Going into the second round of boys basketball sectionals, March 4, Edgewood was favored over Brown County, and they performed accordingly.

But that did not make the defeat any less crushing, and the mood outside the Eagles locker room was somber and subdued after their 67-60 loss to the Mustangs.

Things looked promising for Brown County in the early minutes of each half.

Senior Collin Hoskins started the scoring off with 2 points only seconds into the game.

Though the Mustangs fought back, and despite some missed Eagle passes that Edgewood turned into points, Brown County held the lead through the first quarter.

Late in the first quarter, Edgewood missed an attempted three-point, with Hoskins taking the opportunity and turning it into two points for the Eagles.

But the missed shot was to be the exception, not the rule, for the Mustangs that night.
The Eagles started the second quarter with promise, and Hoskins again led the charge, taking the score to 14-10, Brown County.

But that is when things began to unravel for the Eagles, as the Mustangs hit five three-pointers in a row, scoring 17 points in under three minutes to Brown County’s 6 in the same period.

Trailing Edgewood by seven points halfway through the quarter, the strain showed in the Eagles’ ball handling, with the Mustangs making one steel off of junior Jordan Samples that left him visibly upset.

Yet, the Eagles seemed to collect themselves near the end of the half, and senior Matt Redmond made a dash down the length of the court to keep the point spread at seven points before the buzzer.

Coming back from halftime, the Brown County players were noticeably more aggressive, whittling down the 35-28 Edgewood lead.

Samples made back his second-quarter loss, stealing the ball from Mustang players twice in the first minutes, passing to Hoskins for the score both times.

The Eagles also kept the pressure up on the Mustang offense, who missed two more three-point attempts in the opening minutes.

By halfway through the quarter, the Eagles were leading again, 36-35, and Head Coach Chuck Hutchins was visibly pleased with the comeback.

But only two minutes later, and despite another point by senior Austin Heminger at the free throw line, the score had flipped again as Edgewood hit another three-point shot.

The Eagles briefly retook the lead after senior Happy Lacey-Connell responded with two points, bringing the score to 39-38.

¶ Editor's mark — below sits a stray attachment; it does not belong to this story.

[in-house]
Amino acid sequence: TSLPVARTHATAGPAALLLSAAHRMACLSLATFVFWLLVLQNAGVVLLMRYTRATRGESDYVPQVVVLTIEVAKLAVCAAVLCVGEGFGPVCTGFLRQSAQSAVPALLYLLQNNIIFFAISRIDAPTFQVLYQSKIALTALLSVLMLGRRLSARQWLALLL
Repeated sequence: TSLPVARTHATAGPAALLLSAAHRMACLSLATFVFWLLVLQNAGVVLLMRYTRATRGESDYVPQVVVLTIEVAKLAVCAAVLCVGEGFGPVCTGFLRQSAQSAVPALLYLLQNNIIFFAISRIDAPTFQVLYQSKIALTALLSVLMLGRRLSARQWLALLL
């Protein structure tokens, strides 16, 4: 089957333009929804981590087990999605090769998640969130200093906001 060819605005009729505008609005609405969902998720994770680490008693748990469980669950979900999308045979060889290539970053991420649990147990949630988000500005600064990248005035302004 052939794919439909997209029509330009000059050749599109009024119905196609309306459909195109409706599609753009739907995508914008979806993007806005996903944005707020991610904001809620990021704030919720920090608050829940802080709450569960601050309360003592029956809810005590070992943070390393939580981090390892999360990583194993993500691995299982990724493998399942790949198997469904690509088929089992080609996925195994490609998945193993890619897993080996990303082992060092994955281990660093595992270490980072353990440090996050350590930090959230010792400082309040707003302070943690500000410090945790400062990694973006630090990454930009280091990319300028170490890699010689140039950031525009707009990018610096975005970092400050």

But Brown County gave up two with a foul, and despite another two points from senior Austin Kritzer just under the third-quarter buzzer, the Mustangs kept the lead for the rest of the game.

Two minutes into the fourth quarter, Edgewood had bought themselves a six-point cushion. Though the Eagles fought to within five points of their opponents, they never again overcame the Mustang lead.

“We played well, but Edgewood played really well, and you just have to give them credit for hitting shots,” Hutchins said.

From the start of the season, Hutchins had cautioned that the Eagles faced a tough sectional.
The Eagles bested the Mustangs by 15 points during their Jan. 8 homecoming face off, but coming off of a 17-8 season, the Mustangs were favored to win Friday night.

Hutchins acknowledged that his players had a good run coming back from halftime.

“I think we were able to kind of gather ourselves at halftime, and we came out and began the second half on a run, and eventually got the lead, and that’s the way you have to be against a team like Edgewood,” he said.

“They play in spurts,” Hutchins said. “Because they play with pressure, defensively, and they’re capable of sticking some threes in a row, you gotta anticipate that they’re gonna make their runs, and I thought we did a nice job responding to it.”

Despite the two teams being able to match each other through most of the game, it was those spurts that gave the Mustangs an advantage the Eagles could not overcome.

“It just came to, the game was going back and forth there a bit, and they just made a few key plays to put a little distance between us,” Hutchins said.

“They made key plays in key situations, and they’re a good team,” he said.

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Ben Kibbey is a Brown County transplant from the cornfields of central Ohio. He covers county government, business, outdoors, sports and general news.